21 Jun HOW DO I BECOME A MASTER OF REAL ESTATE NEGOTIATION?
Originally written by Terri M Cooper and Dirk Zeller and re-created here with their kind permission
Are you making money or, like many agents, going backwards? Having strong communication skills will mean success in achieving mutually beneficial outcomes during any negotiation. You can’t leave it to chance. Often, there will be a level of emotion on both sides when you are negotiating either for your clients or for yourself.
To be a great negotiator requires preparation and skill. Each negotiation will be different but there are vital keys to guarantee success. This article provides powerful tips to help you become a top negotiator.
A positive, confident attitude
Your own attitude will determine how successful your negotiations will be. Keep a positive picture in your mind of your success. See yourself handing the marketing monies to your office administration. Imagine ringing your buyer to say congratulations when the seller puts the final signature on the contract.
So often in life, you attract the outcome that is in your mind — so make sure that your thoughts are positive! Expect success and you’re well on the way to achieving it.
Do Your Research
Before every negotiation, prepare your strategy based on knowledge you’ve gained right from the beginning of the relationship. Define your ideal outcome and define the steps you will take to move both parties towards this outcome. Ask these questions:
- What personalities are you dealing with?
- Who do you think is the decision maker?
- What were the non-negotiable points?
- In which areas is it likely that concessions might be possible?
- How are you going to handle any emotional outbursts?
- What could be a win-win situation for both sides?
- What has happened so far?
Know your plan in advance
Having a strategy is paramount. The best negotiators always set their outcome before the event. They know in advance the result they want and plan the steps to get there.
Good negotiators never ‘wing it’. They plan and sometimes they even rehearse and role-play. They get to know the personalities and communication styles of their clients and their customers. They think through possible objections and stumbling blocks and make sure that they know how to handle these. Rehearsal, either out loud or in your mind, is crucial to your confidence and your competence, and ultimately to your success.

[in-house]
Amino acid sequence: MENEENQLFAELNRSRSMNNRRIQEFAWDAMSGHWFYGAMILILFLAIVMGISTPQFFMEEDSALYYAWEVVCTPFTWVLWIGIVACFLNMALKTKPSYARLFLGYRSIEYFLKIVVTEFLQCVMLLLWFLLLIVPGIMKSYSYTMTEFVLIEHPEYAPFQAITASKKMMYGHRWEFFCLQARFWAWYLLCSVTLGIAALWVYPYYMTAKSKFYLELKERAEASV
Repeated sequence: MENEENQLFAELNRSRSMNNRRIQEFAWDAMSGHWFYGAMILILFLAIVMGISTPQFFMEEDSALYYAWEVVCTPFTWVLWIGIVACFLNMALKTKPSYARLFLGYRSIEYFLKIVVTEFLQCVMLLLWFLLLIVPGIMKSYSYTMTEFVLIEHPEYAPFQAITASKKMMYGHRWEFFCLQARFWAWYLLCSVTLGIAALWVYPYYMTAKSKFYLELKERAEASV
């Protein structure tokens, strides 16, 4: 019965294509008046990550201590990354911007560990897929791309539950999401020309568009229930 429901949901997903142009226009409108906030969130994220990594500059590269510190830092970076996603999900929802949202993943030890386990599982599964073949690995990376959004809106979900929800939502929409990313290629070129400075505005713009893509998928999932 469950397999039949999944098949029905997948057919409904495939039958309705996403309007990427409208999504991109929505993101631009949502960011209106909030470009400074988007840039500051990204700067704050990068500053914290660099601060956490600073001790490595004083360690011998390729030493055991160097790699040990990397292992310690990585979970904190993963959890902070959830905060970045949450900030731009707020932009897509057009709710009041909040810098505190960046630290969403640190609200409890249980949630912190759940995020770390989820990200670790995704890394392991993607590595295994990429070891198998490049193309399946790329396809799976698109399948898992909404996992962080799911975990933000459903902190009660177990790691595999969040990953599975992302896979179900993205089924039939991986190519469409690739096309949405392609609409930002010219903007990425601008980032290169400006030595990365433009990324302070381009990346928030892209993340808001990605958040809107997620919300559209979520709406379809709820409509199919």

Revisit the motivation for both parties
Do this before you begin your negotiations. Be careful not to focus only on what is above the surface. Often the negotiation will be successful if you can fulfill the underlying motivation, which will be revealed only in the presence of trust between you and your client.
You should have elicited this early in the client relationship but if not, it is vital that you explore this issue now. You need to know:
- Why the seller is selling at this particular point in time.
Is it just for the money or is it more likely to be for what the money will enable them to do? This is the important thing you must know when planning your strategy. Otherwise the price issue will overshadow everything and ego and pride can come into play.
- Why the buyers want to purchase this particular property.
What are their original motivations — what were their needs and their requirements? You must read between the lines to elicit what is special about this particular property.
Doing this research — that is, really knowing your client’s underlying motivation — is what will make the difference to how you plan your strategy and is what will move you to the level of a master negotiator.
If you know the other person’s needs and objectives, you are able to offer options that will result in a win-win. Think through all of the possible options and plan how to achieve the best one.